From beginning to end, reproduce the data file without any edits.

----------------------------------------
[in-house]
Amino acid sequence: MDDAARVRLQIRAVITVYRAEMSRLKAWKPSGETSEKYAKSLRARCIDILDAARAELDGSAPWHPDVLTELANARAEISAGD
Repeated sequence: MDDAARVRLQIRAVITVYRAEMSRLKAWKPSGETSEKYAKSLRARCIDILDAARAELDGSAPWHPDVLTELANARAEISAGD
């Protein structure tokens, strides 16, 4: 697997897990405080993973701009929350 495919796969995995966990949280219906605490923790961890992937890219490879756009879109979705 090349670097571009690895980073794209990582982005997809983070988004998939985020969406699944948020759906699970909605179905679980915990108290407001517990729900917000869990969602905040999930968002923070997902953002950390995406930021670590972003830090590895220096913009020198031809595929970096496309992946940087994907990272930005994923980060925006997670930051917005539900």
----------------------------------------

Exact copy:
[in-house]
Amino acid sequence: MDDAARVRLQIRAVITVYRAEMSRLKAWKPSGETSEKYAKSLRARCIDILDAARAELDGSAPWHPDVLTELANARAEISAGD
Repeated sequence: MDDAARVRLQIRAVITVYRAEMSRLKAWKPSGETSEKYAKSLRARCIDILDAARAELDGSAPWHPDVLTELANARAEISAGD
């Protein structure tokens, strides 16, 4: 697997897990405080993973701009929350 495919796969995995966990949280219906605490923790961890992937890219490879756009879109979705 090349670097571009690895980073794209990582982005997809983070988004998939985020969406699944948020759906699970909605179905679980915990108290407001517990729900917000869990969602905040999930968002923070997902953002950390995406930021670590972003830090590895220096913009020198031809595929970096496309992946940087994907990272930005994923980060925006997670930051917005539900």